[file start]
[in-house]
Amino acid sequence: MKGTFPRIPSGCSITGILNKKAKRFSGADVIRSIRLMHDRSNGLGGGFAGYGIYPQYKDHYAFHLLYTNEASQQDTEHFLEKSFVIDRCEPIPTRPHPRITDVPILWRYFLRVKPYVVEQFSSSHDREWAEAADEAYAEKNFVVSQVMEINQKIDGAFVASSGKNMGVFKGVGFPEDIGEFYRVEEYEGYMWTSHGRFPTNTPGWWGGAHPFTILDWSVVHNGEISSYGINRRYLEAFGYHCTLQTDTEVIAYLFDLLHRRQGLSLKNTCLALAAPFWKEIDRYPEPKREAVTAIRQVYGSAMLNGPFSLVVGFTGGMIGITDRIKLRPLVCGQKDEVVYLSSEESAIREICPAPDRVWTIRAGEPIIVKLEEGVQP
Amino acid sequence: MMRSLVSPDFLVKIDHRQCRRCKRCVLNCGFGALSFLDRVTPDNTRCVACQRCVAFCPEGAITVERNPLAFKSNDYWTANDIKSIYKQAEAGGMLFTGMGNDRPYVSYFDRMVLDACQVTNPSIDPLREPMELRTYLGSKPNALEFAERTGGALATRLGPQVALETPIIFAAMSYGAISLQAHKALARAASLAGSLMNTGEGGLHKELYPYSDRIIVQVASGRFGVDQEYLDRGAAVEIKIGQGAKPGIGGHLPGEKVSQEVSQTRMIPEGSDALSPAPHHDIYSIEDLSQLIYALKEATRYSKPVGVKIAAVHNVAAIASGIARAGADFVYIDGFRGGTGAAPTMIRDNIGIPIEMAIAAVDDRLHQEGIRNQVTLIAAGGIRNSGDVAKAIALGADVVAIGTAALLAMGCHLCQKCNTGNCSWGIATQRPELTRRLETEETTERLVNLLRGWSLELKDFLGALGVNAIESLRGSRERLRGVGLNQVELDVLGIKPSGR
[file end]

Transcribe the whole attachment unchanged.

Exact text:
[in-house]
Amino acid sequence: MKGTFPRIPSGCSITGILNKKAKRFSGADVIRSIRLMHDRSNGLGGGFAGYGIYPQYKDHYAFHLLYTNEASQQDTEHFLEKSFVIDRCEPIPTRPHPRITDVPILWRYFLRVKPYVVEQFSSSHDREWAEAADEAYAEKNFVVSQVMEINQKIDGAFVASSGKNMGVFKGVGFPEDIGEFYRVEEYEGYMWTSHGRFPTNTPGWWGGAHPFTILDWSVVHNGEISSYGINRRYLEAFGYHCTLQTDTEVIAYLFDLLHRRQGLSLKNTCLALAAPFWKEIDRYPEPKREAVTAIRQVYGSAMLNGPFSLVVGFTGGMIGITDRIKLRPLVCGQKDEVVYLSSEESAIREICPAPDRVWTIRAGEPIIVKLEEGVQP
Amino acid sequence: MMRSLVSPDFLVKIDHRQCRRCKRCVLNCGFGALSFLDRVTPDNTRCVACQRCVAFCPEGAITVERNPLAFKSNDYWTANDIKSIYKQAEAGGMLFTGMGNDRPYVSYFDRMVLDACQVTNPSIDPLREPMELRTYLGSKPNALEFAERTGGALATRLGPQVALETPIIFAAMSYGAISLQAHKALARAASLAGSLMNTGEGGLHKELYPYSDRIIVQVASGRFGVDQEYLDRGAAVEIKIGQGAKPGIGGHLPGEKVSQEVSQTRMIPEGSDALSPAPHHDIYSIEDLSQLIYALKEATRYSKPVGVKIAAVHNVAAIASGIARAGADFVYIDGFRGGTGAAPTMIRDNIGIPIEMAIAAVDDRLHQEGIRNQVTLIAAGGIRNSGDVAKAIALGADVVAIGTAALLAMGCHLCQKCNTGNCSWGIATQRPELTRRLETEETTERLVNLLRGWSLELKDFLGALGVNAIESLRGSRERLRGVGLNQVELDVLGIKPSGR